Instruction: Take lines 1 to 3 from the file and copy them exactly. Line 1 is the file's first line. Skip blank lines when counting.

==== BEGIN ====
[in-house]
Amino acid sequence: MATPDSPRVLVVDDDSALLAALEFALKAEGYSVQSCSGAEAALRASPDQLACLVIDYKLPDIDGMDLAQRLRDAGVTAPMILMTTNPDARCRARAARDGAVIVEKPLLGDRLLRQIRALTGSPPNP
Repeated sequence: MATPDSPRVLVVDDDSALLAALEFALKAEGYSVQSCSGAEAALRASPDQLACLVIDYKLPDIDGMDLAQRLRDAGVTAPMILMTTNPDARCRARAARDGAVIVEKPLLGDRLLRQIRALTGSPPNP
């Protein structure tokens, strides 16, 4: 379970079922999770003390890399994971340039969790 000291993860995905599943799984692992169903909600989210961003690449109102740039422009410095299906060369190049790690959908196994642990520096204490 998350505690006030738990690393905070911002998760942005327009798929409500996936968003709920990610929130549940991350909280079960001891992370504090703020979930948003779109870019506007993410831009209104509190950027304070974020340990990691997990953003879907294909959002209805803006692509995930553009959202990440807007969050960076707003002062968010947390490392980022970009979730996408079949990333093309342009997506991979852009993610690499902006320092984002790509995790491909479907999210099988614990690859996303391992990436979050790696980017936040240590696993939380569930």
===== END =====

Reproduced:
[in-house]
Amino acid sequence: MATPDSPRVLVVDDDSALLAALEFALKAEGYSVQSCSGAEAALRASPDQLACLVIDYKLPDIDGMDLAQRLRDAGVTAPMILMTTNPDARCRARAARDGAVIVEKPLLGDRLLRQIRALTGSPPNP
Repeated sequence: MATPDSPRVLVVDDDSALLAALEFALKAEGYSVQSCSGAEAALRASPDQLACLVIDYKLPDIDGMDLAQRLRDAGVTAPMILMTTNPDARCRARAARDGAVIVEKPLLGDRLLRQIRALTGSPPNP